Davy Crockett’s Running Frontier

I like to Run Insanely Long & Crazy Distances                                                                                                             Pony Express Trail 100

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The San Rafael Swell is about 2,000 square miles of public land in Central Utah that is known for its scenic sandstone formations, deep canyons, and expansive panoramas.  The entire area has been lifted up and turned, leaving an angled reef displaying amazing rock formations, domes of sandstone, and rugged ridgelines. The area is harsh in the summer and is often overlooked to visit except for off-road vehicle enthusiasts and horseback riders.

A Wilderness Study Area has been established in the Swell and this has been somewhat successful in keeping the ATVs out of pristine canyon areas and high plateaus, leaving areas of solitude.   I was interested in exploring the Sids Mountain Wilderness Study area, a very remote area in what is known as the Little Grand Canyon of Utah.  Late winter is an ideal time to run in the area because of the spring-like temperatures, some flowing water and lingering snow patches. continue reading…

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Cathedral Valley is one of the great remote areas of Utah that receives very few visitors.  In 1945 the first superintendent of what was then Capitol Reef National Monument, christened this area of fantastically eroded cliffs, sandstone monoliths and panoramic views, as Cathedral Valley. To him, the scene seemed downright Gothic. Compared to the more popular Waterpocket Fold area to the south in Capitol Reef National Park, not many people choose to make this trip.  It usually requires a high-clearance vehicle and at times a 4WD vehicle.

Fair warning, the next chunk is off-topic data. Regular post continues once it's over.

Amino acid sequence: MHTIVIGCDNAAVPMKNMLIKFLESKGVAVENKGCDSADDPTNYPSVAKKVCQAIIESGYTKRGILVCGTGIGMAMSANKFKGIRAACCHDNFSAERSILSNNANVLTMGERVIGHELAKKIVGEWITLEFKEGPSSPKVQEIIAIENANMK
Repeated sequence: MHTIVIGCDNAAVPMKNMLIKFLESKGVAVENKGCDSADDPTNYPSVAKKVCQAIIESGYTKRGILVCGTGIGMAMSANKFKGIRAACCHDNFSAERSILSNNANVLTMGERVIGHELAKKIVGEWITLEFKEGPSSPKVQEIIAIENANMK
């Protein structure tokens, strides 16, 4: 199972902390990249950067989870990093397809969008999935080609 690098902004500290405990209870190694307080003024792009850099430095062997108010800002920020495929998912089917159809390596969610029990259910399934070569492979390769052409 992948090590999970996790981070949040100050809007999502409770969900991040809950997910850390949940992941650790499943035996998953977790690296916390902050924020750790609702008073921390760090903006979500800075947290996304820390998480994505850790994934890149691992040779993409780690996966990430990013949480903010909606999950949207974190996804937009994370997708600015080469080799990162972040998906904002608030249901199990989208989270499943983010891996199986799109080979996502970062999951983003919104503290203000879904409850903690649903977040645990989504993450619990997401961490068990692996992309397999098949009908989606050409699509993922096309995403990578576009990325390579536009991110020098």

During most of the year, a 64-mile loop (including a paved-highway connector) can be driven to view this spectacular area.  Last year (2015) I made a brief visit to Cathedral Valley and recorded this video.  This year, I decided that I would try to run the entire loop.  Instead of running the highway to connect the ends of the road, I would use a remote 4WD road (0146) to complete the loop.  This would make a loop of about 43 miles, most of it on fast maintained dirt road.  Surely no one had ever attempted this before and I would discover another epic long run.  With some sight-seeing detours along the way, my run would be 47.2 miles. continue reading…

“Why drive if you can run?”

I am currently training for Across the Years, a fixed-time race on Dec 28th where you try to run as many miles as you can during a fixed period of time.  I entered the 48-hour race again this year.  For me, effective training leading into the race involves high mileage on mostly flat terrain.  Treadmill miles also helps, increasing foot speed.

So, my challenge is to keep motivation up and boredom down doing this training. I recently bought a good incline treadmill which is more convenient that using our neighborhood rec center with poor treadmills that seem to always break down often.  I’ve also grown weary of reactions as people come in, seeing me on “their treadmill.”

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As weather gets poor another option I’ve used recently is to run at the Olympic Oval in Kearns, Utah.  That is the site of the 2002 Olympics speed skating events. There is a 442 meter running track around it. One day recently I ran 140 laps for nearly 39 miles in about seven hours. It was cool watching the USA teams train, including speed skating (with gold medalist Shani Davis) and short track teams. Some China team members also were training there. I mostly had the entire track to myself during that time.